Saturday, June 24, 2017

Seeking Guest Bloggers

Have you been looking to spread word about your blog? Or are you interested in blogging, but want to give it a try before you commit to running an entire blog on your own?

Or perhaps you just have a speculative movie you want to talk about from a Christian perspective. Maybe you have a book to review, or some music to talk about, or a character to analyze.

Regardless, The Book Hound could use your help!

I'm going to be travelling abroad for three weeks from the end of July into August, and I could really use some help with guest posts while I'm gone!

Articles don't have to be long at all and I'm open to pretty much any idea that fits in with what you've seen on the blog.

If you're at all interested, shoot me an email using the contact form in the sidebar. I'd be more than willing to return the favor in the future if you'd like.

Thanks for considering the opportunity! I'd love to hear your idea(s)!

Friday, June 23, 2017

Friday Fiction Fix: "All Things Now Living"

The Short:


All Things Now Living
(Seventh Daughter, Book 1)

By: Rondi Bauer Olson

4.5/5 Stars

What: A girl in the future is given the chance to save an entire city—but what if it’s the will of God that the people die?

Recommended to those who like: Teen, dystopian, Christian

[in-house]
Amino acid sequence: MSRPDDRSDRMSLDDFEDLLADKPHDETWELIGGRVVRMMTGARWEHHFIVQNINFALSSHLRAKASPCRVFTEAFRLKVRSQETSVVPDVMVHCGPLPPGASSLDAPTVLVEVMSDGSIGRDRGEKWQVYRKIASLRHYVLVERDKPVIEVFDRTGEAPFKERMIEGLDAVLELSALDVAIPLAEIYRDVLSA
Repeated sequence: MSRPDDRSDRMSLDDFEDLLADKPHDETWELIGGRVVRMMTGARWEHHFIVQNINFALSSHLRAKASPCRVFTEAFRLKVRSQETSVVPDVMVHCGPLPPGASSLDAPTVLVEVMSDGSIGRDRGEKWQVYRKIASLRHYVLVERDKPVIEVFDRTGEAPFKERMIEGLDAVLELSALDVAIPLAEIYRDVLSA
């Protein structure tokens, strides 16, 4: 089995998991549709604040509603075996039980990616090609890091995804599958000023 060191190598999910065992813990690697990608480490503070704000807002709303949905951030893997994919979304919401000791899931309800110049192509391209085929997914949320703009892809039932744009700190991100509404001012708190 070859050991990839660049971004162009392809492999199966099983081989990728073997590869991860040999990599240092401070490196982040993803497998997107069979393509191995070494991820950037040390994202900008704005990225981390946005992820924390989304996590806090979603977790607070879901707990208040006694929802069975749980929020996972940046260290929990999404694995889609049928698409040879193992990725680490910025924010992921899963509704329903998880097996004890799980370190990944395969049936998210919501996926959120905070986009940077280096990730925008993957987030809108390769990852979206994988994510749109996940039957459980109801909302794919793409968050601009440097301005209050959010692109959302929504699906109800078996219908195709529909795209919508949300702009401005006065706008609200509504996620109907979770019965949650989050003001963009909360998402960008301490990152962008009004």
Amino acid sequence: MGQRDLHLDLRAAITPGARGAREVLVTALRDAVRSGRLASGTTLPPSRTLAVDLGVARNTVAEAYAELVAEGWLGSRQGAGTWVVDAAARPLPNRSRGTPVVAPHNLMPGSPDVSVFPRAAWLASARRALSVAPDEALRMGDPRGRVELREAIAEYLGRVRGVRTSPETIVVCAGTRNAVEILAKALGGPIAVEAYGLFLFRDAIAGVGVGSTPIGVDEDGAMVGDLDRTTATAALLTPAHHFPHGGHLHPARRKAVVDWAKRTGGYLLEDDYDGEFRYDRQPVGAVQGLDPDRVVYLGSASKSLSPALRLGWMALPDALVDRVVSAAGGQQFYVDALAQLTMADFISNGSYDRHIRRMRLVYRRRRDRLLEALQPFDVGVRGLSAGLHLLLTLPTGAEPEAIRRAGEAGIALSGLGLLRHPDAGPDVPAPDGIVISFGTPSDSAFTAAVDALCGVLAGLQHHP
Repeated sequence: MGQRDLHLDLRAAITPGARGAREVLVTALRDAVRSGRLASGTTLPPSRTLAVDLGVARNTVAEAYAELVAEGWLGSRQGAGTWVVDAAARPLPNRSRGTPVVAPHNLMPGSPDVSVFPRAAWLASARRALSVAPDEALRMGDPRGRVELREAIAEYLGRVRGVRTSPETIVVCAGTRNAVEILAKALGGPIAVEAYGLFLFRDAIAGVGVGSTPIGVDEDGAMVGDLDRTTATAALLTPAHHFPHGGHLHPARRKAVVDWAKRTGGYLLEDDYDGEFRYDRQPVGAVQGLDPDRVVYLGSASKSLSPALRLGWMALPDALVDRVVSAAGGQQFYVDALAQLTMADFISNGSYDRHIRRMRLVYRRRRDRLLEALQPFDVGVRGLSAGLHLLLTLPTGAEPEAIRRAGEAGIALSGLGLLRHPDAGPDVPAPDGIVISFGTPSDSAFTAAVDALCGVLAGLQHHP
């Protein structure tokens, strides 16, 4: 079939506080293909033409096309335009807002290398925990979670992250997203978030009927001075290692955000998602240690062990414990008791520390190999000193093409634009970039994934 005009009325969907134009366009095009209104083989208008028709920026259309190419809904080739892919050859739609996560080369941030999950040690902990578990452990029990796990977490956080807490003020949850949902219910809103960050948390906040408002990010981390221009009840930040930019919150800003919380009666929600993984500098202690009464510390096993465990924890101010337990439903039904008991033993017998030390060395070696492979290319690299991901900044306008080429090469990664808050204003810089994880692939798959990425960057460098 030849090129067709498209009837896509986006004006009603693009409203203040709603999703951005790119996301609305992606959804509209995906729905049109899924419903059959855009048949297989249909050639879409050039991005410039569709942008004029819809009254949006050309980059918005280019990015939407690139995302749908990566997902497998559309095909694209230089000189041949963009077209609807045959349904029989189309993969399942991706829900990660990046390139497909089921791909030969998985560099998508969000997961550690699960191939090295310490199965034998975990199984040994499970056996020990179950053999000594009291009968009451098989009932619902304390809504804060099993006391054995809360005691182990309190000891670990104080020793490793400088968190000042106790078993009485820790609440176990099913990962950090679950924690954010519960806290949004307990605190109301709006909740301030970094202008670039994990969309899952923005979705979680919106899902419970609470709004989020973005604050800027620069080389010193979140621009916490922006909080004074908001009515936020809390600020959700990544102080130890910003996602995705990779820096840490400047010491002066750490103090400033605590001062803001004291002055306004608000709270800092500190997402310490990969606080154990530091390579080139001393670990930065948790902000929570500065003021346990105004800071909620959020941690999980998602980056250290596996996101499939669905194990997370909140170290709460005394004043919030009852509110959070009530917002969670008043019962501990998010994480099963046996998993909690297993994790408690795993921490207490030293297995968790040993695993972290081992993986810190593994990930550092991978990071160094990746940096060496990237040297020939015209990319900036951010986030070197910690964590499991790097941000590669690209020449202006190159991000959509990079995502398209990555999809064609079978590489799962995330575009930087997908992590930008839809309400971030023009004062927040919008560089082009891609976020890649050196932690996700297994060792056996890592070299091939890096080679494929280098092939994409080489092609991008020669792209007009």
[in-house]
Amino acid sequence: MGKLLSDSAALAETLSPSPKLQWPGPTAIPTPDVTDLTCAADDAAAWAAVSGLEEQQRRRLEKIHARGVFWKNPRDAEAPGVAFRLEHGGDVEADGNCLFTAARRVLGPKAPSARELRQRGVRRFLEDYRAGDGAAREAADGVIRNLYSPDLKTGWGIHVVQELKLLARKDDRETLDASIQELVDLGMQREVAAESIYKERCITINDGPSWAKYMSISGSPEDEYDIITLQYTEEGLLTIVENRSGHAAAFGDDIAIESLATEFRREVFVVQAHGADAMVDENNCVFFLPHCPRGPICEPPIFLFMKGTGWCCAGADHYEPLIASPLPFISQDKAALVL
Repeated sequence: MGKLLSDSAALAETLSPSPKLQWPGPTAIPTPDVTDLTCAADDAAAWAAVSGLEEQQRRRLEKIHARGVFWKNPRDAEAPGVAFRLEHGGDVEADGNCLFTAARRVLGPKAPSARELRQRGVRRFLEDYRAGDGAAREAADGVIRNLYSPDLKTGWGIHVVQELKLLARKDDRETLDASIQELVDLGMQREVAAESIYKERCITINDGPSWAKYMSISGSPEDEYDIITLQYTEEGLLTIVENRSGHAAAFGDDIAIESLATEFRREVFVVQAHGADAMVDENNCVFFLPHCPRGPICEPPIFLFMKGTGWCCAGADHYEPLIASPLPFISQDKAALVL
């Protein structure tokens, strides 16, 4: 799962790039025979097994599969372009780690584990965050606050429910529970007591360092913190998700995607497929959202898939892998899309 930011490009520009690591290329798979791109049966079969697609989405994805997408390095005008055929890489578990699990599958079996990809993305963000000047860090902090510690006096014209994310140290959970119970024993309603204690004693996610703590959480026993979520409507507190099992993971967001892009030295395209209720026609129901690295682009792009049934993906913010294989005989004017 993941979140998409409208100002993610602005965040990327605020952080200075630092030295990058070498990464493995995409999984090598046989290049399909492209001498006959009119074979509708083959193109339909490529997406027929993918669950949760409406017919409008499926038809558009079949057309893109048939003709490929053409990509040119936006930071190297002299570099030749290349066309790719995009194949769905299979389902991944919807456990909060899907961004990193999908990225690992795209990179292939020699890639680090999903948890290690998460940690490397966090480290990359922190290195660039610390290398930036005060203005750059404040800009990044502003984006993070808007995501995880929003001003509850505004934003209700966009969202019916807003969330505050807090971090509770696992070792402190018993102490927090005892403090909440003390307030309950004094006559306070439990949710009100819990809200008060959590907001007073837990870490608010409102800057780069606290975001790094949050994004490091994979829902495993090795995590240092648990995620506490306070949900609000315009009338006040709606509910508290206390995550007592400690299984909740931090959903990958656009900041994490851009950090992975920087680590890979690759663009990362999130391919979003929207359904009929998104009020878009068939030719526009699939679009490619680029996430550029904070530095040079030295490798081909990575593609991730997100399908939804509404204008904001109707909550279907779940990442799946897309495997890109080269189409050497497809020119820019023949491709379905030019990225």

The Long:

I received a free copy of this book in exchange for a fair and honest review.

Wow. I have to say that this book was one of the most thought-provoking Christian books I’ve read in a while that wasn’t an allegory.

In the future, the world has been wiped out by a plague. To protect themselves, the people of New Lithisle built a dome and modified their genetics. But the dome is failing, and it’s up to one girl to find a way to save the people inside. The problem is, she’s pretty sure that God has doomed them to die for meddling with human nature.

There was just so much that this book talked about without coming across as preachy or contrived at all. Genetics, humanity, and different branches of Christianity were but the surface of what were discussed, but everything came up naturally in the course of the story. I absolutely adored the fact that not all the Christians in the story agreed on everything (or even most things). So often, Christians are paper-cut outs who all agree with one another.